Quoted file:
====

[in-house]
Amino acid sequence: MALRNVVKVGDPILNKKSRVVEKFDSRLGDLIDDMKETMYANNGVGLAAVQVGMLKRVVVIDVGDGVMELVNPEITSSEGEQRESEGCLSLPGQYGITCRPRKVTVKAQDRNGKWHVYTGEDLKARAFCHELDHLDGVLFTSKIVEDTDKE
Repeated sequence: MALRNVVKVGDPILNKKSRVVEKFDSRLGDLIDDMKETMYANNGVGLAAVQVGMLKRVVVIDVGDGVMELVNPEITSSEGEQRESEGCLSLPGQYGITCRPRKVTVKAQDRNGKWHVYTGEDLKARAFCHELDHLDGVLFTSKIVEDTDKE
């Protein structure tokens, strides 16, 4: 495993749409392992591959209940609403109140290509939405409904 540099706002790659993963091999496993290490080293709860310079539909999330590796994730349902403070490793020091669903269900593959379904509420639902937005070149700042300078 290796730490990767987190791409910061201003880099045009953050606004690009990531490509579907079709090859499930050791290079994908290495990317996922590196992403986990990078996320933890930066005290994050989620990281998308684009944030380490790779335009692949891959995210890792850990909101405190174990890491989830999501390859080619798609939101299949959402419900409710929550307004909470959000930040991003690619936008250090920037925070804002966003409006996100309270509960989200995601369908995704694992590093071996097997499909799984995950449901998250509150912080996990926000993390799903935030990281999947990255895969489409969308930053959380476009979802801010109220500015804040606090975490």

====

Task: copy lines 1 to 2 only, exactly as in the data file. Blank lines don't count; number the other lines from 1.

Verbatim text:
[in-house]
Amino acid sequence: MALRNVVKVGDPILNKKSRVVEKFDSRLGDLIDDMKETMYANNGVGLAAVQVGMLKRVVVIDVGDGVMELVNPEITSSEGEQRESEGCLSLPGQYGITCRPRKVTVKAQDRNGKWHVYTGEDLKARAFCHELDHLDGVLFTSKIVEDTDKE